Moreover, when the transcript was not obtained in a timely fashion, it was incumbent upon the People to investigate the cause for the delay and remedy it. Exercise of due diligence entails more than making phone calls and leaving voice messages (see e.g. People v. Billups, 105 AD2d 795, 795 [2d Dept 1984] [in a case involving the People's claim of “due diligence” exception under CPL § 30.30  [e] for their delay in producing the defendant who was incarcerated in another jurisdiction, the court held that the lodging of the detainer and subsequent telephonic requests for the defendant's production were insufficient to show due diligence]; see also People v. Delacruz, 184 Misc 2d 653, 657 [Sup Ct, NY County 2000] [“Thus, where the People fail to utilize the statutory procedures set forth in the Criminal Procedure Law for securing the attendance of incarcerated defendants, courts have held the delay to be includable”] ).
Therefore, although the period following the defendant's filing of a pre-trial motion would generally be excludable, the failure by the People to take further action for a year — to the detriment to the defendants' right to speedy trial — makes this period chargeable (see People v. Reid, 245 AD2d 44, 44 [1st Dept 1997] [“While time periods during which such motions are ‘under consideration by the court’ are normally excludable in that these time periods directly result from action taken by the defendant, we find that the People's abject dilatoriness in responding to the motion, preparing for the hearing thereon, and producing defendants as needed for the hearing, which delayed resolution of the motion for many months, justified charging the People for certain post-motion delays”]; People v. Ramseur, 36 Misc 3d 1239 [A], at *7 [Sup Ct, Bronx County 2012] [charging the People time “[a]s no good cause was provided for filing this response more than ten days after the extended time which had been granted to the People”] ).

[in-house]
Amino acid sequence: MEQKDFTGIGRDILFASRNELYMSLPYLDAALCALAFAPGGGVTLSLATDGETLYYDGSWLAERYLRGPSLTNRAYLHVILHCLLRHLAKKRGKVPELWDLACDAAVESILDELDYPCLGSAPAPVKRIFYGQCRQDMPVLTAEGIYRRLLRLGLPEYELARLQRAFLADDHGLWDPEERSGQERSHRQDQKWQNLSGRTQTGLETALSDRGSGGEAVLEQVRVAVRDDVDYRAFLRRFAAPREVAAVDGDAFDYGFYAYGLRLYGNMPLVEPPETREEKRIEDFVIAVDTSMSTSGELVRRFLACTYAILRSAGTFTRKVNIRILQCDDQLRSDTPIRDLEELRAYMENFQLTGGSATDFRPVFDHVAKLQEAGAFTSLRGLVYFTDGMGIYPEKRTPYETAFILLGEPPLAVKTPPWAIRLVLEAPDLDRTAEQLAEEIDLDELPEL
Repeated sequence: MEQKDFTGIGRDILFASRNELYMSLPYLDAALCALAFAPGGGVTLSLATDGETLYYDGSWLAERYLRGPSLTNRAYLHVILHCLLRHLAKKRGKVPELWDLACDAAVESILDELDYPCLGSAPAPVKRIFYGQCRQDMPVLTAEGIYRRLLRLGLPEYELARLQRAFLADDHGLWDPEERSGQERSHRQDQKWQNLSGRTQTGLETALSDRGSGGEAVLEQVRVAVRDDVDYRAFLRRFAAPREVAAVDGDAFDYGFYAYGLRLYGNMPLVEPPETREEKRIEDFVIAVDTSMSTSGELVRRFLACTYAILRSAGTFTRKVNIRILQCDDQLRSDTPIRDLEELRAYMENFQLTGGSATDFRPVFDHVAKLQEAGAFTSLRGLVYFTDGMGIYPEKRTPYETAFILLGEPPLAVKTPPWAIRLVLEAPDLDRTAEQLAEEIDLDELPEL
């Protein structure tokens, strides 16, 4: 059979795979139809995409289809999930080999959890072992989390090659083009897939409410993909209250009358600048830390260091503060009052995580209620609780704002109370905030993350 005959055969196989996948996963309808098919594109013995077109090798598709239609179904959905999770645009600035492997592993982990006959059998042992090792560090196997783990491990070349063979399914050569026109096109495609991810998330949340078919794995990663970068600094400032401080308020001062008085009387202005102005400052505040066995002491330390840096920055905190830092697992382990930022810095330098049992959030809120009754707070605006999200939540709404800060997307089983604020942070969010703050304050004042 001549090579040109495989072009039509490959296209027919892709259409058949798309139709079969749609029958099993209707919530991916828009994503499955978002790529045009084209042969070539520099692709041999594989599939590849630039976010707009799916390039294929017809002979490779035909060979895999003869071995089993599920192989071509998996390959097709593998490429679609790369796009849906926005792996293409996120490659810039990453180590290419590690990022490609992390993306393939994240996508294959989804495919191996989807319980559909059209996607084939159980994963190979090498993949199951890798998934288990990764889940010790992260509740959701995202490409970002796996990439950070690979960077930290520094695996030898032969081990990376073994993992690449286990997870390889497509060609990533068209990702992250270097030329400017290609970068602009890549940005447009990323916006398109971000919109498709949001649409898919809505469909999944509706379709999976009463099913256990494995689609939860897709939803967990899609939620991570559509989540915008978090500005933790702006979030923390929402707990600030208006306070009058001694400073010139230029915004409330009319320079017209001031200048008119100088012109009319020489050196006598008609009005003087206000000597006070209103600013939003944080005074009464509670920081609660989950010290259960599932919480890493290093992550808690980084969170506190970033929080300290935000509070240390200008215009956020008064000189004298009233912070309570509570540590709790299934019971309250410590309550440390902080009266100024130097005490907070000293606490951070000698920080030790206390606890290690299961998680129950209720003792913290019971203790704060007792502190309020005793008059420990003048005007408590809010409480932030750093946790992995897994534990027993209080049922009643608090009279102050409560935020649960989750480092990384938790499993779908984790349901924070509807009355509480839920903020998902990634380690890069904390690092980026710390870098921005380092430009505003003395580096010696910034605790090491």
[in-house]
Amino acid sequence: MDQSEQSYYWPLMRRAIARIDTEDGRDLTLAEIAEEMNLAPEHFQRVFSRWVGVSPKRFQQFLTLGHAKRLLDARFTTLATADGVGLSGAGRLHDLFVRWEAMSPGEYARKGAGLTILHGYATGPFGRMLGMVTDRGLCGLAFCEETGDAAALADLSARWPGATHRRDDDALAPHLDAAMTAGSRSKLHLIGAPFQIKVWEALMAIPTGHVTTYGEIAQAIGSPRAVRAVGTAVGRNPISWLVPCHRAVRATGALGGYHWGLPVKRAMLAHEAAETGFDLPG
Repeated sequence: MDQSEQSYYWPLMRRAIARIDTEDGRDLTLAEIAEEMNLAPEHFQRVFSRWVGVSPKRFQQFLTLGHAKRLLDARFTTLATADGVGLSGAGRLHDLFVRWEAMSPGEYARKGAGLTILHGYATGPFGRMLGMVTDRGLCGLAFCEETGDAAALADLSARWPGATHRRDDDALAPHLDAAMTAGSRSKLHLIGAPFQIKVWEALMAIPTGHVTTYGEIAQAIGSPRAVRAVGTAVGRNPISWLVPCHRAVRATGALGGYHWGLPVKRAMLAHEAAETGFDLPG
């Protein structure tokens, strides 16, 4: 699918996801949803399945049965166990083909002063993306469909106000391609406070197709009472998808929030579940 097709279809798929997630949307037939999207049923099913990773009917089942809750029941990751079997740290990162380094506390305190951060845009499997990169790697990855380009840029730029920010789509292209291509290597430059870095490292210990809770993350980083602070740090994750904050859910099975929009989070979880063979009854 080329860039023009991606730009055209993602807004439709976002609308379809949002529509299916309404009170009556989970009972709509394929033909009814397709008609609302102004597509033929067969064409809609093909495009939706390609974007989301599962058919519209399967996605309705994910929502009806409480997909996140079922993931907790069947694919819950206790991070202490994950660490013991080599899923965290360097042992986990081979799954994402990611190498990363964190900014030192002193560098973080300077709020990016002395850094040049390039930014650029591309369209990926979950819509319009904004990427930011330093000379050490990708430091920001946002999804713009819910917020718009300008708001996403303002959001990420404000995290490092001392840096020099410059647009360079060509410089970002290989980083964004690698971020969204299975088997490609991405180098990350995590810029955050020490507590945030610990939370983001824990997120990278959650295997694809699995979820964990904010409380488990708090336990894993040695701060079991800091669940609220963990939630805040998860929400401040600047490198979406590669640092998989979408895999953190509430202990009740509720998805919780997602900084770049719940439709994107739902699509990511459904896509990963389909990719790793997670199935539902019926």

In accordance with this ruling, the Court finds that the period from January 29, 2018, until October 26, 2018, is chargeable. The Court chooses January 29, 2018, as the date when the speedy trial clock began to run because it was the third time that these cases had to be adjourned based on the People's inability to obtain the minutes. As noted before, the first pre-trial motion was filed by E.R. on August 30, 2017, and the People's response was filed on September 15, 2017. The People were aware of the need for the search warrant minutes as early as September of 2017. However, on three subsequent court dates, October 17, 2017, December 12, 2017, and January 29, 2018, the cases had to be adjourned because the People could not obtain the search warrant minutes. Under these circumstances, the People's request for more time was unreasonable as of January 29, 2018 (People v. Winfrey, 20 NY2d 138 ; People v. Gonzalez, 266 AD2d 562, 563 [2d Dept 1999] [charging 20 days to the People for “a period of unreasonable delay in excess of the appropriate deadline to respond which was previously set by the court”] [emphasis added] ).
Moreover, the cases were adjourned numerous times for hearings and trial after March 21, 2018. While the People would normally be charged only for the amount of time that they requested in post-readiness stage, the People's failure had a “direct bearing” on the People's readiness by preventing the Court from ruling on the defendants' pre-trial motions (MeKenna, at 64). As the Court of Appeals held in McKenna, “the People can hardly claim to be ‘ready’ when they have not done all that is required of them to bring the case to the point where it may be tried.” (id.) As such, the entire period is charged as the Court determines that the People have failed in their “obligation of advancing [the prosecution]” (Winfrey, at 144).
Based on the foregoing calculations, the Court finds that a total of  days are chargeable to the People. Accordingly, the defendants' motion to dismiss pursuant to CPL § 30.30 is granted.
This constitutes the decision and order of this Court.
1. While the Court expects nothing less of the People, it commends ADA Tock for his candor and forthrightness at the hearing.
Jeffrey Zimmerman, J.
Docket No: 2017BX024689
Decided: May 29, 2019
Court: Criminal Court, City of New York.